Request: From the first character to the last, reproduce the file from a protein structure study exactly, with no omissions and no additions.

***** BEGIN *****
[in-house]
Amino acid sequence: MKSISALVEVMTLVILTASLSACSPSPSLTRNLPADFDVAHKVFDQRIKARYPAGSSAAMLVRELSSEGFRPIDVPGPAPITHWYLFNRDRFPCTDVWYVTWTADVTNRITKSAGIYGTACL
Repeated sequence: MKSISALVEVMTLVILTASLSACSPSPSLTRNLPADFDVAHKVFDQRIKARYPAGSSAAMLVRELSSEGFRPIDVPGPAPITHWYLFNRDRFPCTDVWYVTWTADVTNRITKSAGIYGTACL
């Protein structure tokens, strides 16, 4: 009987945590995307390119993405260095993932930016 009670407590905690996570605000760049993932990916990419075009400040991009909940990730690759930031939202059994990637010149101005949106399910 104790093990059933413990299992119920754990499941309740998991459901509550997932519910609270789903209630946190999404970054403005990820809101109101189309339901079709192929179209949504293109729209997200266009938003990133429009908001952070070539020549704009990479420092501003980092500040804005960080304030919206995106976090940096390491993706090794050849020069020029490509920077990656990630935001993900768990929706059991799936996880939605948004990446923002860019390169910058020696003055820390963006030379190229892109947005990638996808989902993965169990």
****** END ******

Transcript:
[in-house]
Amino acid sequence: MKSISALVEVMTLVILTASLSACSPSPSLTRNLPADFDVAHKVFDQRIKARYPAGSSAAMLVRELSSEGFRPIDVPGPAPITHWYLFNRDRFPCTDVWYVTWTADVTNRITKSAGIYGTACL
Repeated sequence: MKSISALVEVMTLVILTASLSACSPSPSLTRNLPADFDVAHKVFDQRIKARYPAGSSAAMLVRELSSEGFRPIDVPGPAPITHWYLFNRDRFPCTDVWYVTWTADVTNRITKSAGIYGTACL
């Protein structure tokens, strides 16, 4: 009987945590995307390119993405260095993932930016 009670407590905690996570605000760049993932990916990419075009400040991009909940990730690759930031939202059994990637010149101005949106399910 104790093990059933413990299992119920754990499941309740998991459901509550997932519910609270789903209630946190999404970054403005990820809101109101189309339901079709192929179209949504293109729209997200266009938003990133429009908001952070070539020549704009990479420092501003980092500040804005960080304030919206995106976090940096390491993706090794050849020069020029490509920077990656990630935001993900768990929706059991799936996880939605948004990446923002860019390169910058020696003055820390963006030379190229892109947005990638996808989902993965169990």